"We're taking Bio Cotton every person, every day", is the objective and also the name of the most recent C&A campaign for promoting the use of organic cotton. To encourage the purchase of products made from organic cotton, but also to draw attention to the shortage of this same product, the clothing brand has released a brochure on this raw material. The booklet explains the additional value and current challenges in the production of organic cotton and indicates opportunities for organisations involved in the global supply chain, as well as the particular responsibility of the garment industry in maximize the use of organic cotton. Following this environmental concern, the C&A establish as a goal for all of its cotton from sustainable production by the year 2020. "Companies can make a difference, not only in producer countries as well as sales markets, to alert its customers to the theme of organic cotton. Our experience tells us that it is possible to realize, meet demand and make a profit ", indicates in a statement Thorsten Rolfes, director of corporate communications for Europe. Currently, the C&A is the largest buyer of organic cotton, having sold more than 100 million products made with the material in fiscal year 2013. The percentage of organic cotton used in clothing the brand, given the totality of cotton, is 38%. About 75% of organic cotton processed by the company, grown without the use of pesticides and artificial fertilizers, comes from agricultural projects that are supported by C&A-near 60 thousand Indian farmers benefiting from these projects. The scarcity of organic cotton Despite the growing demand for organic cotton by international markets, global production of this matter is decreasing. Compared with the total output of cotton on a global scale, the cultivation of biological variant is only 1%. Organic cotton production increased until 2011. However, after this year, the yield of crops subsequently decreased by 8%. Even though, at the same time, 50% of the producing countries have increased production of organic cotton. According to C&A, the reasons for the decrease of production relate to the "lack of knowledge with regard to organic farming methods and a lack of cooperation between the communities." Foto: moria/Creative Commons
Caixa Geral de DepÃ³sitos just signed a commitment with the United Nations Global Compact, the UN (United Nations), the largest voluntary corporate responsibility initiative in the world. "This membership stems from the CGD commitment to work towards continuous implementation of the ten principles which that organization advocates", explains the Portuguese institution in a statement. The Global Impact is an initiative that proposes strategic policies for companies undertaking to align its business with 10 universally accepted principles in the areas of human rights, labour practices, environmental protection and anti-corruption. These principles derive from the Universal Declaration of human rights, the Declaration of Principles of the International Labour Organization, the United Nations Development Programme and the United Nations Environment Programme. By subscribing to these principles, CGD will integrate and collaborate actively in Portuguese network, as well as in the Global Compact networks that exist in the countries where it has operations with relevant impact on society, economy and environment â" and therefore contribute to the development of local communities. "This bond strengthens the CGD commitment to Corporate Sustainability Program, allowing you to assign a practicality and greater reach to the values and principles that we advocate for the group," concluded the institution. Foto: USAID_IMAGES/Creative Commons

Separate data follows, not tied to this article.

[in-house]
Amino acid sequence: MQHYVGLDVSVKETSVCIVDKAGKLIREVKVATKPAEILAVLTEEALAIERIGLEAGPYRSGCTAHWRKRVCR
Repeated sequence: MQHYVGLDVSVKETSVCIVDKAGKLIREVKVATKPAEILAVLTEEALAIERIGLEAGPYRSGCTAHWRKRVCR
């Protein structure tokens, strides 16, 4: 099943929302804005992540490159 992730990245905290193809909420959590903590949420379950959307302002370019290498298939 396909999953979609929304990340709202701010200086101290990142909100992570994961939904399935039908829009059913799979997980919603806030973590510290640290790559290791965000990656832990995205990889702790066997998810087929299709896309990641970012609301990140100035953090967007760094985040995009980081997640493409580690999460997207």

The news is as unusual as worrisome. A Norwegian fisherman found a vibrator inside the stomach of a cod in Norway. BjÃ¸rn Frilund explained to The site that he was "amazed" by the discovery, but believes he has an answer to this event. "Fish eat all sorts of different things. And this vibrator is orange and it looks like your food. We have octopi on Norway, multicolored thought he was eating one of them, "explained Frilund, of 64 years. "I've never seen anything like this, it was completely unexpected," continued the Norwegian fisherman, which explains why the subject should have been thrown out by a passenger on one of the cruises that passes in the Barents Sea. Frilund discovered the vibrator â" a wireless object and with a small electric motor â" on April 7, but the news just now reached the international press. Despite the unusual, this news is so worrisome as expected. Is not a Virgin: every year, thousands of animals â" and not only â" die due to ingestion of plastic and articles wrongly placed in their habitat. According to Paula Sobral, the Portuguese Association of Marine Trash â" an entity created in November â" the swabs are more residues found on the beaches in Portugal. Remember that episode of the green economy.